Land, Labor & Capital in Modern Yucatan: Essays in Regional History and Political Economy

Land, Labor & Capital in Modern Yucatan: Essays in Regional History and Political Economy

Land, Labor & Capital in Modern Yucatan: Essays in Regional History and Political Economy

Land, Labor & Capital in Modern Yucatan: Essays in Regional History and Political Economy

Excerpt

Interdisciplinary regional studies have been at the forefront of research in Mexican and Latin American history for over a decade, and work on Yucatán has been particularly abundant. Lured, perhaps, by the past glories of ancient Mayan civilization, its conquest by the Spaniards, the fierce resistance of the Maya to their Spanish and, later, Mexican rulers, and finally by the fabled riches of the henequen boom and its dramatic demise in the aftermath of the Mexican Revolution, historians (along with other social scientists) have made important contributions. This recent surge of interest in the Yucatecan past has been notably pronounced for the modern period (c. 1750-1940). Over the past five to ten years, the traditional political and institutional histories of the Caste War, henequen boom, and revolutionary eras have been superseded by an impressive harvest of monographs and articles on regional social and economic themes by an ever-widening circle of Mexican and international scholars.

Each of the ten chapters in this book, by an international cohort of U.S., Mexican, Canadian, and Belizean social scientists, taps new research on the political economy and agrarian history of the region; several suggest new thematic and methodological approaches to the study of Mexico at the subnational level. Adding to the uniqueness of the collection is its mix of contributions by well-established and younger scholars. The result is a perspective on regional historical development that is at once international, interdisciplinary, and intergenerational. The book demonstrates that if, in certain respects, Yucatán developed with a degree of autonomy unmatched elsewhere in Mexico, its historical experience also illuminates broader discussions of capitalist agricultural expansion and forms of peasant resistance, plantation monoculture and obstacles to regional development, and revolutionary mobilization and strategies of social change.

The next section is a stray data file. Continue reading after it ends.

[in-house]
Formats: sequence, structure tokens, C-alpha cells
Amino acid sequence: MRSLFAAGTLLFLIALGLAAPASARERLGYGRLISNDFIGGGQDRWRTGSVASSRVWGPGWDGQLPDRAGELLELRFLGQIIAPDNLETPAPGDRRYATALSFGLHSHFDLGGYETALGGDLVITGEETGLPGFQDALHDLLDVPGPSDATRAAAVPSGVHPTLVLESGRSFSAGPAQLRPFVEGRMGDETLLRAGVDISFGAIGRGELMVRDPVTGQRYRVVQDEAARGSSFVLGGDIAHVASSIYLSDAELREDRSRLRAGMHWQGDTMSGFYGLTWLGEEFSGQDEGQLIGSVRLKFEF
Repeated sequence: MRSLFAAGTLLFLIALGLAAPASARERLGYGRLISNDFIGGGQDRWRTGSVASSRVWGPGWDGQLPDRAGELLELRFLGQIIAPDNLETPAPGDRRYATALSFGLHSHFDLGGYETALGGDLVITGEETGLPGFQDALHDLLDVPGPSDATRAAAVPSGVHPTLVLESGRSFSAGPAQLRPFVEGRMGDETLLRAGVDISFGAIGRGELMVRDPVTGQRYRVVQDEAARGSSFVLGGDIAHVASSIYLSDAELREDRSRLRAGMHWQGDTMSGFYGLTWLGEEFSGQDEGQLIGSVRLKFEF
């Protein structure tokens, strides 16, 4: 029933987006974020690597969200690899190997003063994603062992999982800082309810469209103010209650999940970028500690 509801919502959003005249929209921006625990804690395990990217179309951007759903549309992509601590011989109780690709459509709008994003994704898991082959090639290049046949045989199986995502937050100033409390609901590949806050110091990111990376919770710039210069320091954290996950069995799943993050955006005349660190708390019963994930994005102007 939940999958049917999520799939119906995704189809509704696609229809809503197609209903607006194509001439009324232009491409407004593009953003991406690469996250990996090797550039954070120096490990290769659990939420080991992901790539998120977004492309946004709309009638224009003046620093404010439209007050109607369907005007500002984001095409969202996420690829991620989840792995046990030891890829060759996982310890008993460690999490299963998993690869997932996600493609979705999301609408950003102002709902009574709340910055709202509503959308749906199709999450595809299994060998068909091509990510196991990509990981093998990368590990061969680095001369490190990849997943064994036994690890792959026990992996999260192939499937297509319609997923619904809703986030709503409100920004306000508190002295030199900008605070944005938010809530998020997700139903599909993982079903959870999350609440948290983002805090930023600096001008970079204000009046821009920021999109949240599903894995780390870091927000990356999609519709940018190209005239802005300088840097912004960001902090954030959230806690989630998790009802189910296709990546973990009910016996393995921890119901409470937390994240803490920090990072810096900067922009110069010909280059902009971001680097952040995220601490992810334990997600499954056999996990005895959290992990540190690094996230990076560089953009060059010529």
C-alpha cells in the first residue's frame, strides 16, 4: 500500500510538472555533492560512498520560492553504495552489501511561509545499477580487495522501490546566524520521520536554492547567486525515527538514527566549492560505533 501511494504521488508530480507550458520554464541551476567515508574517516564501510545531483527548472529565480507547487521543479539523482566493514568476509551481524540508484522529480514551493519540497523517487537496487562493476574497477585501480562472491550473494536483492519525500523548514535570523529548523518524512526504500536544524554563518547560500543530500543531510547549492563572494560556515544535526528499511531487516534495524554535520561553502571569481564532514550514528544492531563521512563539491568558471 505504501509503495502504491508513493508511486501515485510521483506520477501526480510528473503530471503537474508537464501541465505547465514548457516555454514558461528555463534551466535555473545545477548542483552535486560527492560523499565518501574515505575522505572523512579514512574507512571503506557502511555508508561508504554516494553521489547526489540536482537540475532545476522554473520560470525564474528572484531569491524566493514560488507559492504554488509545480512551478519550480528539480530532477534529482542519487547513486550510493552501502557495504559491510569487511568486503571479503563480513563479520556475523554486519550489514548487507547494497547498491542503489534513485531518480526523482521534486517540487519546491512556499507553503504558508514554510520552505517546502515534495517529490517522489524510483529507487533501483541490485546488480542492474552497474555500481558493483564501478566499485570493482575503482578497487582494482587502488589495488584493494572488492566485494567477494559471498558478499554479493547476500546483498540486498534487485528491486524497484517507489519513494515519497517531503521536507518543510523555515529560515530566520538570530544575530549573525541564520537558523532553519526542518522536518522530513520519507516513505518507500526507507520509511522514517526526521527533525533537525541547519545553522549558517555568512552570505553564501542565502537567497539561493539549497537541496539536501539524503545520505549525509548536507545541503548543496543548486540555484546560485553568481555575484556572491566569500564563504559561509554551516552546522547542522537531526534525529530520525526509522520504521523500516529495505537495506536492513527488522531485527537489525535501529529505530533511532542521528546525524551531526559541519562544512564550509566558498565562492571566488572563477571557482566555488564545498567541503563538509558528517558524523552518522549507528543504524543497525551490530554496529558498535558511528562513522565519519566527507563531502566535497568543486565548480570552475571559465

Finally, an effort has been made--both in the introduction by Joseph and more implicitly throughout the book--to grapple with certain neglected themes and conceptual problems that Latin America's "new re-

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